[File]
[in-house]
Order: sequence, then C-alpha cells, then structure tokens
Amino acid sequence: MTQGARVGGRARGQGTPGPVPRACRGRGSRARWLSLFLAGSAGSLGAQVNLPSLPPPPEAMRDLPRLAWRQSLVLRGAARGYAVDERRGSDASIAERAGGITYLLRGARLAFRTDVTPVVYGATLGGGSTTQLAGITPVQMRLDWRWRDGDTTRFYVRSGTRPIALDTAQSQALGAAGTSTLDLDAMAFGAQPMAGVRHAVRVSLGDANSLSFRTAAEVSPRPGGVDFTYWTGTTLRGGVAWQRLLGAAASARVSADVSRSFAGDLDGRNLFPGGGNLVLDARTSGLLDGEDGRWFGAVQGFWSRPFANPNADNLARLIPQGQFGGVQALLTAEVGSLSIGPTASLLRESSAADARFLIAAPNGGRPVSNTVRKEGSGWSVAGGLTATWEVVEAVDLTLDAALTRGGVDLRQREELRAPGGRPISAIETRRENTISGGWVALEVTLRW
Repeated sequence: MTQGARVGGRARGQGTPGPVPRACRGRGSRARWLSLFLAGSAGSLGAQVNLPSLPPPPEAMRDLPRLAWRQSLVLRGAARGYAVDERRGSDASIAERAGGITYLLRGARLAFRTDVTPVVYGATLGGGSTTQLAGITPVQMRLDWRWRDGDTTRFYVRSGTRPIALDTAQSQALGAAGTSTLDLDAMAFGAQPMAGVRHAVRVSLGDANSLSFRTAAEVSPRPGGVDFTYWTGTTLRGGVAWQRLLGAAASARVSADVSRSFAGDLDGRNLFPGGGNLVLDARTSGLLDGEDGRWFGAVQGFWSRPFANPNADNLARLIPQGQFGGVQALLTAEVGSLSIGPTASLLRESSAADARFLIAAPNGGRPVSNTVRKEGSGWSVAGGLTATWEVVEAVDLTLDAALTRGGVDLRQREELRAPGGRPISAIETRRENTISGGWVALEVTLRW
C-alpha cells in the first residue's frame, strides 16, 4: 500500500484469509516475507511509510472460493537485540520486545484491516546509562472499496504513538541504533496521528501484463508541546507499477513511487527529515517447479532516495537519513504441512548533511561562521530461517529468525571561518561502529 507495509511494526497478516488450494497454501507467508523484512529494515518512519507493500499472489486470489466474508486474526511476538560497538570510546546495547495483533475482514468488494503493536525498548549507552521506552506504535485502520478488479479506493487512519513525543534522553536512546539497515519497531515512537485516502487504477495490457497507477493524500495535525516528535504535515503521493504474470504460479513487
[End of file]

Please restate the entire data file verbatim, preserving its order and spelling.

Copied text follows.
[in-house]
Order: sequence, then C-alpha cells, then structure tokens
Amino acid sequence: MTQGARVGGRARGQGTPGPVPRACRGRGSRARWLSLFLAGSAGSLGAQVNLPSLPPPPEAMRDLPRLAWRQSLVLRGAARGYAVDERRGSDASIAERAGGITYLLRGARLAFRTDVTPVVYGATLGGGSTTQLAGITPVQMRLDWRWRDGDTTRFYVRSGTRPIALDTAQSQALGAAGTSTLDLDAMAFGAQPMAGVRHAVRVSLGDANSLSFRTAAEVSPRPGGVDFTYWTGTTLRGGVAWQRLLGAAASARVSADVSRSFAGDLDGRNLFPGGGNLVLDARTSGLLDGEDGRWFGAVQGFWSRPFANPNADNLARLIPQGQFGGVQALLTAEVGSLSIGPTASLLRESSAADARFLIAAPNGGRPVSNTVRKEGSGWSVAGGLTATWEVVEAVDLTLDAALTRGGVDLRQREELRAPGGRPISAIETRRENTISGGWVALEVTLRW
Repeated sequence: MTQGARVGGRARGQGTPGPVPRACRGRGSRARWLSLFLAGSAGSLGAQVNLPSLPPPPEAMRDLPRLAWRQSLVLRGAARGYAVDERRGSDASIAERAGGITYLLRGARLAFRTDVTPVVYGATLGGGSTTQLAGITPVQMRLDWRWRDGDTTRFYVRSGTRPIALDTAQSQALGAAGTSTLDLDAMAFGAQPMAGVRHAVRVSLGDANSLSFRTAAEVSPRPGGVDFTYWTGTTLRGGVAWQRLLGAAASARVSADVSRSFAGDLDGRNLFPGGGNLVLDARTSGLLDGEDGRWFGAVQGFWSRPFANPNADNLARLIPQGQFGGVQALLTAEVGSLSIGPTASLLRESSAADARFLIAAPNGGRPVSNTVRKEGSGWSVAGGLTATWEVVEAVDLTLDAALTRGGVDLRQREELRAPGGRPISAIETRRENTISGGWVALEVTLRW
C-alpha cells in the first residue's frame, strides 16, 4: 500500500484469509516475507511509510472460493537485540520486545484491516546509562472499496504513538541504533496521528501484463508541546507499477513511487527529515517447479532516495537519513504441512548533511561562521530461517529468525571561518561502529 507495509511494526497478516488450494497454501507467508523484512529494515518512519507493500499472489486470489466474508486474526511476538560497538570510546546495547495483533475482514468488494503493536525498548549507552521506552506504535485502520478488479479506493487512519513525543534522553536512546539497515519497531515512537485516502487504477495490457497507477493524500495535525516528535504535515503521493504474470504460479513487